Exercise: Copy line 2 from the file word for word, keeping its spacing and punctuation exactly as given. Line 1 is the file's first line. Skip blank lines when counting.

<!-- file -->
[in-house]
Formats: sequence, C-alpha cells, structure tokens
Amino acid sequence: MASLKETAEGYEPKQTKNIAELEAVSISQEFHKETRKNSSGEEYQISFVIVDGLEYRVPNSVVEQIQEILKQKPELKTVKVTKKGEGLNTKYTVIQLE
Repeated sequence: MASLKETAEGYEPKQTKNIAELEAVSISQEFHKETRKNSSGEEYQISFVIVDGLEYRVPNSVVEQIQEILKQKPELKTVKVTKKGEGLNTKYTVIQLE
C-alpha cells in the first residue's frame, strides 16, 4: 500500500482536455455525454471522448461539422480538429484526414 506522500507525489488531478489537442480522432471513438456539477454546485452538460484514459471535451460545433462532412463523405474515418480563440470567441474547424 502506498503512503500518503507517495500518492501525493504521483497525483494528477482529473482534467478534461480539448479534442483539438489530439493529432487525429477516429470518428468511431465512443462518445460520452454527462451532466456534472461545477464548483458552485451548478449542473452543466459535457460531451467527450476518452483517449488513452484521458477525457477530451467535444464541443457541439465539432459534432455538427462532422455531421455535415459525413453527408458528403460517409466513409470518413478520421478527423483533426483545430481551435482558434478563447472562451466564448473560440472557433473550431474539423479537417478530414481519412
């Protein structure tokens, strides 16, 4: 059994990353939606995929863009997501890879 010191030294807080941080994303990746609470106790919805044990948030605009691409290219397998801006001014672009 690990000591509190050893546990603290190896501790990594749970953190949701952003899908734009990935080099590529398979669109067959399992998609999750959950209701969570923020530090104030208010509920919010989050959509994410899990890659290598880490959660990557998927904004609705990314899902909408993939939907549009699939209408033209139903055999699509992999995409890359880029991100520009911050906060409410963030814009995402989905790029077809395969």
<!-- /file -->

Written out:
Formats: sequence, C-alpha cells, structure tokens